IT and Library Services

Flipped Classroom

"Flipped Classroom describes the practice, used in higher education for some time, of asking students to use their individual study time to watch, read and listen to pre-prepared content, in preparation for their contact-time sessions with lecturers, which can then be used for more discursive or practical application-of-ideas activities. Panopto claims that "Universities who have begun flipping their classrooms report increased student engagement, attendance, and overall achievement." (

What is the flipped classroom

Panopto and Flipped Classroom approaches

Panopto identify a number of ways in which their system supports effective flipped classroom practices:

Easily record pre-lecture videos

There's no easier way to record pre-lecture videos than with Panopto. In just a few mouse clicks, faculty members can record webcam video, slide presentations, screencasts and more from any laptop.

Share videos and assignments

Every pre-lecture video and assignment recorded with Panopto can be uploaded into your university's Panopto library and automatically shared through your university's LMS. Students can easily find and watch videos on any laptop, tablet, or smartphone.

Flip your class from the field

Panopto's mobile apps make it easy to record micro-lectures and assignments from the field. Every recording can be easily uploaded into your university's video library and LMS for sharing with students.

Measure student engagement

Academic staff and administrators can easily view reports that show how many students watched each video, how long students watched videos before dropping off, which students watched each video, and more.

Add interactivity to flipped class videos

Panopto makes it easy to embed quizzes, polls, and other interactive web content directly into your pre-lecture videos.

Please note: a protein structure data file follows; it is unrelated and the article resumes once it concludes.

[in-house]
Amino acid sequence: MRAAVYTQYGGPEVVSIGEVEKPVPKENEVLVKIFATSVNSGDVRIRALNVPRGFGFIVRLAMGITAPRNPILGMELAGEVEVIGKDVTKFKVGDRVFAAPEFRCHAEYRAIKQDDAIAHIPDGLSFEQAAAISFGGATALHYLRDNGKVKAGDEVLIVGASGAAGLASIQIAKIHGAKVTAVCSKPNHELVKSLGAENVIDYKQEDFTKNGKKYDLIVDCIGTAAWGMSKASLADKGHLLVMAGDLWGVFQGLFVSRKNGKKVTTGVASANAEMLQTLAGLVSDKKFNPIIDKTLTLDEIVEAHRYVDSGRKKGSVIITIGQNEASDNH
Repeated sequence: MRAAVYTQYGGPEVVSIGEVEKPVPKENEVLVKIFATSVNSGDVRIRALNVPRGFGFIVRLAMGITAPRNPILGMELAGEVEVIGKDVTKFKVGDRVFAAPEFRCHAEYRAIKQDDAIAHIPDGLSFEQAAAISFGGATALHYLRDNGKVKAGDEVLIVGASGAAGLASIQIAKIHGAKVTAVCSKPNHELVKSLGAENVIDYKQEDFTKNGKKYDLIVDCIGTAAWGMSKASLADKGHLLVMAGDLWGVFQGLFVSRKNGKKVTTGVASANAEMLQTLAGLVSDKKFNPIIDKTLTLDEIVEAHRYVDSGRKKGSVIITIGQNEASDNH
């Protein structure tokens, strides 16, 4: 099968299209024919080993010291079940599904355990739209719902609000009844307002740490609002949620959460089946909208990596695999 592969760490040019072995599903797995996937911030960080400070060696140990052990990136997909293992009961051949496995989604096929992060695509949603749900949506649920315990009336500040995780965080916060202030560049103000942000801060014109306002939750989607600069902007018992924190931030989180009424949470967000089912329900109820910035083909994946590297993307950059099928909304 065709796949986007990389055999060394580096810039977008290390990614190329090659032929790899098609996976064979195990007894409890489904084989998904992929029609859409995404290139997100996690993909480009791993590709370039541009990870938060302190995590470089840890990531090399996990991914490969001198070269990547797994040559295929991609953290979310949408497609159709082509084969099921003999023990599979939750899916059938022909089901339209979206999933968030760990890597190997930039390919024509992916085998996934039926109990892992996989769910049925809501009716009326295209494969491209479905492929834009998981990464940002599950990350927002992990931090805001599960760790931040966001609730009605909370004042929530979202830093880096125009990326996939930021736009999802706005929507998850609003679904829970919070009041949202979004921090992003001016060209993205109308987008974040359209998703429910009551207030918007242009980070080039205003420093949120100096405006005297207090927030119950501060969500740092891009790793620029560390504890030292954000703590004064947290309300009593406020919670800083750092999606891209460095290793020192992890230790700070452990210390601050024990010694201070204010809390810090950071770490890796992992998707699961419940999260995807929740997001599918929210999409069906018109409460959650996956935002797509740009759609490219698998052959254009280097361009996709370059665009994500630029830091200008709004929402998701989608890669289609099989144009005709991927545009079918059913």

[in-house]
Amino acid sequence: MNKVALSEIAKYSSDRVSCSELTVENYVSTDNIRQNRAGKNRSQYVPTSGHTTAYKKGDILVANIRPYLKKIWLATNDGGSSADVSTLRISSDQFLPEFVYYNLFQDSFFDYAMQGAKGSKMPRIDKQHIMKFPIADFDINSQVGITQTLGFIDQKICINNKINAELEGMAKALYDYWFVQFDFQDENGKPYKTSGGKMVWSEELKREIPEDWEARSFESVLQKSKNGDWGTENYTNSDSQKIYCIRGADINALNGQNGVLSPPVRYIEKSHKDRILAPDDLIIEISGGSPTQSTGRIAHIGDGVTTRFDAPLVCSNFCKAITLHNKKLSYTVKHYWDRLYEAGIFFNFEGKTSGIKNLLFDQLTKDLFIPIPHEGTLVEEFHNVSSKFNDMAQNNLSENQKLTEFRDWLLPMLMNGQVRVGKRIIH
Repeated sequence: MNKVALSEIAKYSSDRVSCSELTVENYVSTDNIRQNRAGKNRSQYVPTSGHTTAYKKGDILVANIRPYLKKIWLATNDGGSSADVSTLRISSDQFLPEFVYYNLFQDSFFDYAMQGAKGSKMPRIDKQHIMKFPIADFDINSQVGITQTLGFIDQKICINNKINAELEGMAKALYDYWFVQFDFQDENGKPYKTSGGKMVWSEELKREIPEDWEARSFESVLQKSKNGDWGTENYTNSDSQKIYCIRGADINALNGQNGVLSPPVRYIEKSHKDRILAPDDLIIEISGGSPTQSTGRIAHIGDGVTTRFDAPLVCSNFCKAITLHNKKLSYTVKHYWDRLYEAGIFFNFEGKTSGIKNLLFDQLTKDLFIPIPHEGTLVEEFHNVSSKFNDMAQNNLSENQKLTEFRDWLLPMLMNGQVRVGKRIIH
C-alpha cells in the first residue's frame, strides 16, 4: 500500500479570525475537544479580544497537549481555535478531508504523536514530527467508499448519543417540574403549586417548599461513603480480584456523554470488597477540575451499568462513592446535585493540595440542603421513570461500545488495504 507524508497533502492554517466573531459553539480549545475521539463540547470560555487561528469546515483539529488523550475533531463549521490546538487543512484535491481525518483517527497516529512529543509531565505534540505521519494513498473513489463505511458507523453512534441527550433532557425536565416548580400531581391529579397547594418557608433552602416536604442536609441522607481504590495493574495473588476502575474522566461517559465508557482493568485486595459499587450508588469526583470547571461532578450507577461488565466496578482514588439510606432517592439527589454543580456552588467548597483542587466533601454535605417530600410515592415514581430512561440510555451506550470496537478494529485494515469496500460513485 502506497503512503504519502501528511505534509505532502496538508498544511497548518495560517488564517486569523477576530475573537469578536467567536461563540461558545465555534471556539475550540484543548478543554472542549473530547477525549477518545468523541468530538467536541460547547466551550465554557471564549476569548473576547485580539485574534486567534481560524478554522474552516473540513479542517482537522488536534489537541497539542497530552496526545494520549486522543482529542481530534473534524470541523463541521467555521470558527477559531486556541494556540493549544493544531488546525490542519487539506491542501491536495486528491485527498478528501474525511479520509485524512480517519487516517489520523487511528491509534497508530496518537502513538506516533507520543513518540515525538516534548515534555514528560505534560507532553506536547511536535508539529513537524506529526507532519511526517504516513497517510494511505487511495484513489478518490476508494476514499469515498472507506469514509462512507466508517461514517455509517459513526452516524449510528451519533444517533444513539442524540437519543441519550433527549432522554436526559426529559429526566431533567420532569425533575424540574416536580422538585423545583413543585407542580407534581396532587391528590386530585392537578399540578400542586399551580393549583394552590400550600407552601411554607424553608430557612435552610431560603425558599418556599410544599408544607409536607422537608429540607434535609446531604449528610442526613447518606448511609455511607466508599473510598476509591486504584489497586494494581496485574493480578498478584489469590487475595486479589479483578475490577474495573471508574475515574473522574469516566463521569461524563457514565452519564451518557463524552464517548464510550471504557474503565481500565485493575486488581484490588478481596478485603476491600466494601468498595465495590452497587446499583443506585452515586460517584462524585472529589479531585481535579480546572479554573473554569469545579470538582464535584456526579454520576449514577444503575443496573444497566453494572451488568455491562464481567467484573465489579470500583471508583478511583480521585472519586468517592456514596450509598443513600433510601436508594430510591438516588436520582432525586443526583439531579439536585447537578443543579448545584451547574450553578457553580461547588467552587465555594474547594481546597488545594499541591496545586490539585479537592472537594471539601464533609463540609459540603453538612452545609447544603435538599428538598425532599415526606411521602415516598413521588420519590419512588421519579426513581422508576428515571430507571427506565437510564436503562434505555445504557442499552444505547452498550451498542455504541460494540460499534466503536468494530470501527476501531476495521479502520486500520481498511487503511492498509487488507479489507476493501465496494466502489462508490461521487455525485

Reuse and update existing course materials

With Panopto, you can upload pre-recorded videos from previous terms, and edit the videos and slides to ensure content is always up to date.

Examples & Case Studies

Covering topics in ways that would be difficult in a lecture:
This U.S. biology lecturer uses his smartphone attached to a microscope for a more "close-up" demonstration of insect anatomy than he'd otherwise be able to give.

Self-selecting differentiation in secondary school:

What works well as flipped content?

Key concepts & principles

Every subject has some core or precursor concepts that students need to come to terms with; recorded exploration of these makes it easier for students to revisit them and work them through.

Processes and procedures

Routine or step-by-step operations that students need to apply as part of their practice

Topics students find hard to grasp

You may know of topics that students routinely struggle with,year in, year out

What may not work so well?

Topics that are open to multiple interpretations or involve personal experience or debate. These might still be covered online,e.g. via forums.
There are more ideas and examples on the Panopto site:

Things to consider:

Dr Jeremy Pritchard, a biologist at the University of Birmingham, makes these helpful suggestions:

  • Tie your flipped classroom content very obviously to assessment, so students see the value
  • Be clear with students what you're doing, why you're doing it and how it will help them learn
  • Make sure you've got a strong plan for the face-to-face session that would've been your lecture
  • When you make the contact time more interactive you have to relax and go with the flow if students want to take things in a different direction to the one you were expecting
  • Cut your coat according to your cloth – not everything lends itself to flipping, so you've got to make the right choices depending on your available resources and your students.

The University of Plymouth has also published a useful leaflet entitled 7 Steps to a Flipped Classroom and the University of Exeter Business School have published this rationale for pre-recording lecture content: